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Wednesday, 18 October 2017

REQUIEM FOR CAMBODIA : BANGSOKOL - Peter Hourigan attends a Concert presented at the Melbourne Festival

White material was draped over each seat when we entered the auditorium, with a request to wear it as a shawl during the performance of this Requiem for Cambodia, the white bangsokol shroud.




"Individually placing an offering"
As the lights dimmed a hundred or so people walked down the main aisle, onto the stage, and individually placed an offering. Many moved off the stage after their offering was in place, but a choir, and two ensembles remained, an Asian group of musicians, and a Western chamber string orchestra. They were the performers in this Requiem, by composer Him Sophy, a moving blend of the two worlds of music.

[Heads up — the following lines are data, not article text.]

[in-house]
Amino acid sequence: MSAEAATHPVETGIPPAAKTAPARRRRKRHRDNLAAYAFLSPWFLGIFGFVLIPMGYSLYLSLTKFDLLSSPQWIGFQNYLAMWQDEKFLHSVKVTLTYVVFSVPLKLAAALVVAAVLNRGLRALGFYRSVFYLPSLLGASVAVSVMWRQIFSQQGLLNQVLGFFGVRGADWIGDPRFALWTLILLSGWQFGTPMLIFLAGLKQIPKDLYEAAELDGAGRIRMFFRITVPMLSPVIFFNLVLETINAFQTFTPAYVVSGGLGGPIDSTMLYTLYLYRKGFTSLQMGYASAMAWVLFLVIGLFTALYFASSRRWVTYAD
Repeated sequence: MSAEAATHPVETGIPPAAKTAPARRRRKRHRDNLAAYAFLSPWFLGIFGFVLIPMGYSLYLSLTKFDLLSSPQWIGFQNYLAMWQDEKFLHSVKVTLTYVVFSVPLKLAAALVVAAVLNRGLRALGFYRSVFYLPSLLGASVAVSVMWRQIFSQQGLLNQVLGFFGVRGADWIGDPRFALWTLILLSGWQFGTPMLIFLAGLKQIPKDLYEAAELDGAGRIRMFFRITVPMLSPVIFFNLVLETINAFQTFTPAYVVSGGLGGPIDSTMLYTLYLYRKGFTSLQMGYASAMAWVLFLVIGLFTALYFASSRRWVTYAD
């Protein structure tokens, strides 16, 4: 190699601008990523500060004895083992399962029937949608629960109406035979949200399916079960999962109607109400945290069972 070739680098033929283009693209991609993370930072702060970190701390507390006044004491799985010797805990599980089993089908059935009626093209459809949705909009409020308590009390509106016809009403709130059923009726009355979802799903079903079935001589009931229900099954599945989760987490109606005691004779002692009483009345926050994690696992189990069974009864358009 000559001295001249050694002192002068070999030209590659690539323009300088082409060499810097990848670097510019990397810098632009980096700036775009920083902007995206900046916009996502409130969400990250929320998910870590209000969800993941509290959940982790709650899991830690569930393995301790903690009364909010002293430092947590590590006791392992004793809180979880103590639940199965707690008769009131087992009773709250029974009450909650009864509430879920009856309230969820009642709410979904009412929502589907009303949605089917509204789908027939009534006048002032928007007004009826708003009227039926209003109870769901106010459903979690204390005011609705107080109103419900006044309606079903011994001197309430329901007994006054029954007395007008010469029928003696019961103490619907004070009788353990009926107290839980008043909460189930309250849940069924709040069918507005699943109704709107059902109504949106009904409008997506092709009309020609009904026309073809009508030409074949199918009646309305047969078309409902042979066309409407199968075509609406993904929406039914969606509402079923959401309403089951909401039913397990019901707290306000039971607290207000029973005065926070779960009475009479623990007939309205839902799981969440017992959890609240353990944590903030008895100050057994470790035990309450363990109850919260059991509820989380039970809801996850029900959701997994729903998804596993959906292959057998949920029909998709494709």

Three Academy panel screens
At the back of the stage, was a large screen, capable of holding three Academy ratio panels. On these screens there played out an impressionistic recent history of Cambodia, the serenity of the temple dancers before Nixon declared "Cambodia is the perfect place to weaken the Communists" - setting in train the instability that led to bombing, burning villages, the horrors of the Pol Pot regime, the killing fields, and many deaths before somewhat of a return to normality.

This complex film is the work of Rithy Panh (THE MISSING PICTURE, Cambodia/France, 2013.) Mostly, we see one image repeated over the three panels, but it also moves into more complex variations - one moment on each screen, but with each screen some ten or fifteen seconds out of synchronism, one single image over the whole breadth, all blending and moving forward inexorably and movingly.


This was a very rewarding and moving event.


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